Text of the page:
I could hear the teletype winding up before the phone even rang.
Picking up the dispatch phone, the only thing running through my foggy mind is that this is the 4th call after midnight. Ugh.
I slither into my sky blue jumpsuit and slip into my boots. I don’t even bother zipping the boots up. I look a mess, I know.
I kick the bed next to me. “Hey, Jessie. C’mon, we’ve got another one.”
Grumbling, Jessie starts pulling on the jumpsuit and I stumble to the pole, lean my shoulder into the thing and half fall, half slide down to the ambulance bay. I grab the teletype printout and have a seat and wait for Jessie to get his slow butt down to the rig.
“What are we doin’?”
“Santa Monica and the 4-oh-5. Traffic collision.”
Jessie fires up the rig, hits the lights and heads down Wilshire. No sirens. Heck, this time of night the only thing that sirens do is remind the locals that they need to call an ambulance for sumthin.
Judging from the number of cop lights we see when we round Sepulveda, this is more than a fender bender.
I am assuming that the hulk of sheet metal and glass squished up against one of the overpass pillars used to be a car. Already, I’m on the radio, asking for some help. “OCD, Rescue 37 we need an engine here for manpower.”
“Roger, Rescue 37.”
One of LAPD’s finest approaches as we roll to a stop.
“Looks like the driver bought it but his passenger got thrown clear. He’s over there on the sidewalk”
I don’t need to tell Jess to grab the board and trauma kit. Seasoned and street wise, he’s got a bead on the situation.
I shift my trusty flashlight from hand to hand as I put on my latex gloves. There’s this new thing called Aids going around and I ain’t catchin’ it.
This guy’s in trouble. He’s been thrown about 30 feet from the car and he’s unconscious. He’s got road rash and blood all over his upper body. Already, he’s got raccoon eyes and with each exhale, a little flotilla of blood bubbles escape his cracked and broken lips.
Jessie arrives and stabilizes the guy’s head. I grab a 8 Macintosh and put in a breathing tube, moving him as little as possible since the chance of neck injury is pretty good in this case.
Engine 37 (the boys) arrive and help us get him strapped to a backboard. They also set up a couple of Ringers in the back of the rig.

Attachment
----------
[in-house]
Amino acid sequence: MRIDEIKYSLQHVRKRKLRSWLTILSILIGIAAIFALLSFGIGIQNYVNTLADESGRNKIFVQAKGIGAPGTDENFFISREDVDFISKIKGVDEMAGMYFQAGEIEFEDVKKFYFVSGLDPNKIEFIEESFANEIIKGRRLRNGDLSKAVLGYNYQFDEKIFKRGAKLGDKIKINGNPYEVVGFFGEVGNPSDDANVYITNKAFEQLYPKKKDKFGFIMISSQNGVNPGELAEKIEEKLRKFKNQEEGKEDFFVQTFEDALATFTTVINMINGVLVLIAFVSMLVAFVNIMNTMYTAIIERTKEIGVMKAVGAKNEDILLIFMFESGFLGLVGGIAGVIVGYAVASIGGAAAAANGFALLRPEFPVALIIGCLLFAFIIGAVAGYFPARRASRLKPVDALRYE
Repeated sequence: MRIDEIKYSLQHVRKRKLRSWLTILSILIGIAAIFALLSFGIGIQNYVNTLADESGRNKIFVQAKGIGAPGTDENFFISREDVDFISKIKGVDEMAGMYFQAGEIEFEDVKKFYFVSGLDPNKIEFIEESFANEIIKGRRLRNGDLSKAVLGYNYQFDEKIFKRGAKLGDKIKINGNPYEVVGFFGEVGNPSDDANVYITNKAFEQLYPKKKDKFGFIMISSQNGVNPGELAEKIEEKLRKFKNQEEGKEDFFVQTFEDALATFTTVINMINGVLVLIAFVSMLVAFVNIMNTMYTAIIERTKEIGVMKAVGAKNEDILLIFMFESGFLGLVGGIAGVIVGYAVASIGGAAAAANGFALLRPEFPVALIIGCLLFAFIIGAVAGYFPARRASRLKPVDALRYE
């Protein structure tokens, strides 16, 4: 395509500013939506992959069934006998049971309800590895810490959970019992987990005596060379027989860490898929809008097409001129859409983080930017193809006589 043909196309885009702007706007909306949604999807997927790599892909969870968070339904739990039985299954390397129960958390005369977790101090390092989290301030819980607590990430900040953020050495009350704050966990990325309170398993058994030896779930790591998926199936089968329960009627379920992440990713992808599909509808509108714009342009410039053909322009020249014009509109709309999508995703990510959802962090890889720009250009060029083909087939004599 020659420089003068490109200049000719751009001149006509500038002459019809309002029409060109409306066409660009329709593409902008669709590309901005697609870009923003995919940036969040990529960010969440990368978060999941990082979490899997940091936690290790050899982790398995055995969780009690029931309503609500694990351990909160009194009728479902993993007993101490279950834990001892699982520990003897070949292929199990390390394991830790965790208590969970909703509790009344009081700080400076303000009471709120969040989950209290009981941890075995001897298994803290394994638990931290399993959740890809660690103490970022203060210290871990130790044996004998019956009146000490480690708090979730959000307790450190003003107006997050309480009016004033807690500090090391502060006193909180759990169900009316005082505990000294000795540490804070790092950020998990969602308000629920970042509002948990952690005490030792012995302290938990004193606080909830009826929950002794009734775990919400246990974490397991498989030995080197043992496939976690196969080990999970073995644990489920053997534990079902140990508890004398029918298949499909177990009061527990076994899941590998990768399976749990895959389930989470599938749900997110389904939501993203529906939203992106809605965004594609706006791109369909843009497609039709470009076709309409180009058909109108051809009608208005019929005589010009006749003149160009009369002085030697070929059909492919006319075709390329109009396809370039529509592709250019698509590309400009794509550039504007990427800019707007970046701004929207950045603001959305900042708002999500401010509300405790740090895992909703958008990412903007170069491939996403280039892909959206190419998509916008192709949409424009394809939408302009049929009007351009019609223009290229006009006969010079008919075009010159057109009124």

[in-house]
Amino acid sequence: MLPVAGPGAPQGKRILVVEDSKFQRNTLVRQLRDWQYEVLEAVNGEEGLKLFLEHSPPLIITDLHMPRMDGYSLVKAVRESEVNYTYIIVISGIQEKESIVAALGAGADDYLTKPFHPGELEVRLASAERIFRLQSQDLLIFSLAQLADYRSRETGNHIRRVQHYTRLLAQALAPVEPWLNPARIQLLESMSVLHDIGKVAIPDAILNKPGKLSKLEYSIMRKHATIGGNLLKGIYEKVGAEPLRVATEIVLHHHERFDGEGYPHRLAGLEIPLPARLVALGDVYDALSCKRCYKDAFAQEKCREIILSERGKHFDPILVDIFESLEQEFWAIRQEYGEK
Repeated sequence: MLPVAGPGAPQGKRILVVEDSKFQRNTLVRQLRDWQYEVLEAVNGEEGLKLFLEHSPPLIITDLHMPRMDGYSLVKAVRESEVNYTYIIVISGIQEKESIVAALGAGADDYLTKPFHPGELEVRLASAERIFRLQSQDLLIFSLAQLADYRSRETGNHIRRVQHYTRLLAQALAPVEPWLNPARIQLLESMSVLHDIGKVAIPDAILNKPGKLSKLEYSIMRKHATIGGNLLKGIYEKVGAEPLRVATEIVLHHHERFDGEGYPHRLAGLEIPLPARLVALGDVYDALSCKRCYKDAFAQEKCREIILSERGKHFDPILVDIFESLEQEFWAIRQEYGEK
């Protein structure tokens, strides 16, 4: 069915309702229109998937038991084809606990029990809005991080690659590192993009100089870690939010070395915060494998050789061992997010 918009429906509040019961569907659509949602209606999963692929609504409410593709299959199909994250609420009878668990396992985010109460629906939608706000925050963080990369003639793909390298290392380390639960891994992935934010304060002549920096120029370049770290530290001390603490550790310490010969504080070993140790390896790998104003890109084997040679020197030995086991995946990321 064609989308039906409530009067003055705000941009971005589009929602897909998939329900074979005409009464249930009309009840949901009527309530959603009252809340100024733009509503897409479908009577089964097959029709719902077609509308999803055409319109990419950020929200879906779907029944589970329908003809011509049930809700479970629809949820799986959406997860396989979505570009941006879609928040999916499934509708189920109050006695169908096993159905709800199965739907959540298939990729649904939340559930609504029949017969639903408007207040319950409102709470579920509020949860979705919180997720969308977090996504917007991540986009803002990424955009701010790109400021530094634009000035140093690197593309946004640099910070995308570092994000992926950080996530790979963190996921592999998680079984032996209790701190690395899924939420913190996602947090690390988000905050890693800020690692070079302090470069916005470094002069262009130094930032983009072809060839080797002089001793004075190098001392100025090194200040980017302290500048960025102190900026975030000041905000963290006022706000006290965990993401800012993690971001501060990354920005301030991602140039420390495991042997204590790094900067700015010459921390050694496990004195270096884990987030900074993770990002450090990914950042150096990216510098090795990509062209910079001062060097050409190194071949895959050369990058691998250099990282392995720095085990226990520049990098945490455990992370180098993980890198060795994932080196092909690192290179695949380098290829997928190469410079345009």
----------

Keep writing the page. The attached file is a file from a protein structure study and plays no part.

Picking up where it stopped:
We were on scene for all of about six minutes. Jess is driving towards UCLA like a bat outta Hell and I’m on the radio.
“UCLA ER, Rescue 37!”
“This is UCLA. Go ahead, 37.”
“UCLA, we’re enroute code 3 with an approximately 35 year old male, victim of a traffic collision. He was ejected from the vehicle. High speed impact. He is unconscious with multiple contusions to his chest and head. Right pupil is fixed and dilated. No peripheral pulse, carotid is 120 and weak. We’ve got him boarded and intubated, 2 large bore IVs running wide open. ETA 2 minutes.”
“Copy that, Rescue 37. We’ll see you in a few.”
I got one of the firefighters riding with me in the back. He’s bagging the guy while I try and get more than just a meatball assessment done. I look up and our eyes meet. Neither of us need to say a word. We know the score and this guy ain’t coming out to play anymore. He’s permanently benched.
A hard left turn tells me we’re in the lower level garage that serves as the entrance to the UCLA ER. I can see the red lights leaving crazy zig-zag patterns on the Beemers and Benzes (DOCTOR PARKING ONLY).
The trauma doc and a cloud of nurses and techs meet us at the door. He’s whisked into Trauma 1 and the cacophony rises as we transfer him to the hospital guerney and get the hell out. Best to get scarce and let the folks do their job. Besides, the back of the rig looks like a bomb went off and I need to get it ready to roll.
I’m heading past Trauma 1 with fresh supplies and a ham sandwich from the triassic era. I hear them call the code: “Time of death, 03:57.”
Out at the ambulance, I hear the scream of a motor and screeching tires. A little 4-door Datsun comes barreling around the corner and damn near hits the ambulance.
A short, panicked, young hispanic man hops out of the driver’s side.
I yell, “Hey, what the hell do you…”
He’s yelling at me, gesticulating wildly. The only words I can make out are, “Por favor!”
He yanks open the back door and I see her. Sweating like crazy. Breathing through pursed lips and grunting. Her legs are slightly apart as she lays on the back seat.
I already know what I’m gonna see when I look.
Sure enough. She is crowning. Not just a little either. No time to call for help, half the baby’s head is out.
I get to play catch. I guide the rest of the head, the shoulders and before I know it, a little girl is squirming and crying in my arms.
It’s about now that Jessie shows up. Takes a look and turns 180, mumbling something about getting help.
I cut the cord, give bambina to mom and grab a towel to wrap the newborn.
By this time, the ER staff is on the way out the door, pushing a guerney.
Later, as I was restocking the rig I had a chance to reflect upon what just happened.
I saw one go out of the world, I brought another one in.
True story, folks.